Bandwidth distribution per ip

Eric Kuhnke eric.kuhnke at gmail.com
Wed Dec 20 21:57:03 CST 2017


This is based on feedback from a colleague that spent several years in
Lebanon and did a fair amount of research into the AS-adjacency paths in
and out of the country, and the OSI layer 1 (submarine fiber to Cyprus,
etc) paths...

It sounds to me like your upstream carrier does not actually have any such
limitation in place and is making a nonsensical excuse, intended for
consumption by less technically savvy persons, as so why they're running
their international transit connections too too close to full.
International connectivity in and our of Beirut is quite costly on a $/Mbps
basis.

If you had the ability to see a traffic chart on one of their upstream
connections I would not be surprised to see that they're running a 10GbE
to, for example, telekom italia/sparkle at 87% utilization.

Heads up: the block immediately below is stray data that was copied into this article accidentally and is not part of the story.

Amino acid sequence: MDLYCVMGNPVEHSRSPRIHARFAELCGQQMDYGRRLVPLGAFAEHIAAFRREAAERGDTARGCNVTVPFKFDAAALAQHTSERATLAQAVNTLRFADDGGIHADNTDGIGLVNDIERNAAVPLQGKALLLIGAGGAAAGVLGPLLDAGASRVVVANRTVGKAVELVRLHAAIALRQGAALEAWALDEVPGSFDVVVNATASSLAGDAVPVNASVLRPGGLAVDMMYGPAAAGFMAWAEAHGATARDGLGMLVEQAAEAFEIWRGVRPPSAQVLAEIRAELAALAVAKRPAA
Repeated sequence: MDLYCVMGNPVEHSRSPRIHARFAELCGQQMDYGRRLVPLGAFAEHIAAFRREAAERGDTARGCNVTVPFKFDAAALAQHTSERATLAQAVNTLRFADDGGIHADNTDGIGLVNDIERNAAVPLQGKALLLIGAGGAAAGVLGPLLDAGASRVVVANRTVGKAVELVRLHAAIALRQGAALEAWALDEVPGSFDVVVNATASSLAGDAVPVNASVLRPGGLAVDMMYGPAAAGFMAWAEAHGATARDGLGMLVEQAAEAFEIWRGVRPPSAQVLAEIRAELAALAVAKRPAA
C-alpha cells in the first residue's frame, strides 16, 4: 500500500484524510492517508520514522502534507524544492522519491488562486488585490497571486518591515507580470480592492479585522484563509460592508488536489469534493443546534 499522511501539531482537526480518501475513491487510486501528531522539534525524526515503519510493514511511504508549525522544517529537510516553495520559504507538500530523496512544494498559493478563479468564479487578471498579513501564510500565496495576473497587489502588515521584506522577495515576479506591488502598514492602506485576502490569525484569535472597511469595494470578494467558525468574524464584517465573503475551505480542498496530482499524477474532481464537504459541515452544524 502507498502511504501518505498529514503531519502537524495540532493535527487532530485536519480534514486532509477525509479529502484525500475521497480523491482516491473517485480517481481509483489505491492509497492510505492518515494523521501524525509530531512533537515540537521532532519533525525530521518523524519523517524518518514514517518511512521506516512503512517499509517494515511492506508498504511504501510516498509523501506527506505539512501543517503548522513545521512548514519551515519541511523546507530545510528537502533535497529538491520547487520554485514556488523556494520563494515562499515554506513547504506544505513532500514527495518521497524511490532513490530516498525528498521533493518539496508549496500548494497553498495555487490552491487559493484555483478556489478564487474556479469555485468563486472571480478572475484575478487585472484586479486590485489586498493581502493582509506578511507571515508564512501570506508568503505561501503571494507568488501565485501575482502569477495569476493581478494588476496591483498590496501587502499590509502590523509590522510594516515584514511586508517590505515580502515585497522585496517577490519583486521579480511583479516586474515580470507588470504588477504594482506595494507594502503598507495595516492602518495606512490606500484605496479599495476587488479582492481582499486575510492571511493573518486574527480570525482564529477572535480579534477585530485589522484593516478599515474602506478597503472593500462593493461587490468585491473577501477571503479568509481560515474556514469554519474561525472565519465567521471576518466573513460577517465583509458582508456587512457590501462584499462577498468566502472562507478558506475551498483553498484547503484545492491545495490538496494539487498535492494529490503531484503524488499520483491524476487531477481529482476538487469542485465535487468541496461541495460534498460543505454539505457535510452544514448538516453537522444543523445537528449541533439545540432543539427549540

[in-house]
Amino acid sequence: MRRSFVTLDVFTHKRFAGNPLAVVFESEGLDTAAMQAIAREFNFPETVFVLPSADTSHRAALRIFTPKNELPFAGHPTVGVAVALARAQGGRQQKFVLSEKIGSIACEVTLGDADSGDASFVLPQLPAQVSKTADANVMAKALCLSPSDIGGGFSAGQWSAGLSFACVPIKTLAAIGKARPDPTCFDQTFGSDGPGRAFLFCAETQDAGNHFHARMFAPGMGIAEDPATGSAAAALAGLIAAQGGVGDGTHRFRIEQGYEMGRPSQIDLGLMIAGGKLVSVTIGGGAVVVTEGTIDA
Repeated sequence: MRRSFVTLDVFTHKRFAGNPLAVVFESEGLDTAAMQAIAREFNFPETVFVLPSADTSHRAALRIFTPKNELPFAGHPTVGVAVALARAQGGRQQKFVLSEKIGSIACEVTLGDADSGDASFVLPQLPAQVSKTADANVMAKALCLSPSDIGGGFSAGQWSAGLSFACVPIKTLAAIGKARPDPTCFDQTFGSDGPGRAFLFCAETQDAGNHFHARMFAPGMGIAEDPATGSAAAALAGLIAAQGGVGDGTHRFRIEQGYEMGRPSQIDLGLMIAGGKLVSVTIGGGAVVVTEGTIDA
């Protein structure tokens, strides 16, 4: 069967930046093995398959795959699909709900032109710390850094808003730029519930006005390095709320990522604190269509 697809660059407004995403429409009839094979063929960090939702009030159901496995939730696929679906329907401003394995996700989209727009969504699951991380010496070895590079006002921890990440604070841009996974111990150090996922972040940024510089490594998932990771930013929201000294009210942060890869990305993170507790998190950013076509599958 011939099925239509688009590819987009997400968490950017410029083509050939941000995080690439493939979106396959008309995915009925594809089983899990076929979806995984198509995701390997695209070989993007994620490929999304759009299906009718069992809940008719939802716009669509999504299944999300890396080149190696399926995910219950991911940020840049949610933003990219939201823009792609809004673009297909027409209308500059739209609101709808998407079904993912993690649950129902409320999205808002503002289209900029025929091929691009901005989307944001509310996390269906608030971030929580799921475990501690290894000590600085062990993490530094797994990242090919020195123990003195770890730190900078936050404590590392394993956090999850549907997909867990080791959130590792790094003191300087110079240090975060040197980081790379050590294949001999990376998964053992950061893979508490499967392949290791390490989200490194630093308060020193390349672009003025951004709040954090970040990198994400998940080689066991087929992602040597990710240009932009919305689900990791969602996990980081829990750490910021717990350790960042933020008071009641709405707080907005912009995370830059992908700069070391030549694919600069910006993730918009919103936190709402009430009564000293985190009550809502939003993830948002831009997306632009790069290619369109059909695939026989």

On Wed, Dec 20, 2017 at 11:23 AM, Blake Hudson <blake at ispn.net> wrote:

>
> Denys Fedoryshchenko wrote on 12/20/2017 12:07 PM:
>
>> Still, i am running some dedicated servers on colo in EU/US, some over
>> 10G(bonding),
>> and _single_ ip on server, i never faced such balancing issues, thats why
>> i am asking,
>> if someone had such carrier, who require to balance bandwidth between
>> many ips,
>> with quite high precision, to not lose expensive bandwidth.
>>
>
> I have not heard of this. We typically purchase a connection and bring our
> own IP space. The capacity of the connection and the number of IP addresses
> (if any) are unrelated to each other.
>
> That said, I would find a bonded ethernet connection acceptable in some
> applications. Bonded ethernet generally works well to increase aggregate
> bandwidth when used by multiple hosts whose individual bandwidth is well
> below the speed of each link in the bond. With few hosts, bonded ethernet
> connections are not likely to work well to increase bandwidth and would
> generally be unsuitable for providing connectivity to a single IP/host.
>


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